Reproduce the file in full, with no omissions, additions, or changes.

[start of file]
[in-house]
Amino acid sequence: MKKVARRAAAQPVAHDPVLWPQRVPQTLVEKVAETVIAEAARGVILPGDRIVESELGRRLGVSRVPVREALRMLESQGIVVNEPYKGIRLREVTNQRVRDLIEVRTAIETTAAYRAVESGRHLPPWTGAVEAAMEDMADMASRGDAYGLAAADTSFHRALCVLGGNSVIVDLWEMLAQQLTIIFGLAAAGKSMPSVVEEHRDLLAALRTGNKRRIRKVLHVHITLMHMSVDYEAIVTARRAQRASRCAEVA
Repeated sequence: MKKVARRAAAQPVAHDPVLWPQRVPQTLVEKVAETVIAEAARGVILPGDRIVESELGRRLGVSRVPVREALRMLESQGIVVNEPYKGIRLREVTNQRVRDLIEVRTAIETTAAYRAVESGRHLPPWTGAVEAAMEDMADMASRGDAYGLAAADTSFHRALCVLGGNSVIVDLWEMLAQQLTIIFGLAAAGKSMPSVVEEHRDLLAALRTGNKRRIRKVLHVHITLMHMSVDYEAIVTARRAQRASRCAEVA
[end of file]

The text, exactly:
[in-house]
Amino acid sequence: MKKVARRAAAQPVAHDPVLWPQRVPQTLVEKVAETVIAEAARGVILPGDRIVESELGRRLGVSRVPVREALRMLESQGIVVNEPYKGIRLREVTNQRVRDLIEVRTAIETTAAYRAVESGRHLPPWTGAVEAAMEDMADMASRGDAYGLAAADTSFHRALCVLGGNSVIVDLWEMLAQQLTIIFGLAAAGKSMPSVVEEHRDLLAALRTGNKRRIRKVLHVHITLMHMSVDYEAIVTARRAQRASRCAEVA
Repeated sequence: MKKVARRAAAQPVAHDPVLWPQRVPQTLVEKVAETVIAEAARGVILPGDRIVESELGRRLGVSRVPVREALRMLESQGIVVNEPYKGIRLREVTNQRVRDLIEVRTAIETTAAYRAVESGRHLPPWTGAVEAAMEDMADMASRGDAYGLAAADTSFHRALCVLGGNSVIVDLWEMLAQQLTIIFGLAAAGKSMPSVVEEHRDLLAALRTGNKRRIRKVLHVHITLMHMSVDYEAIVTARRAQRASRCAEVA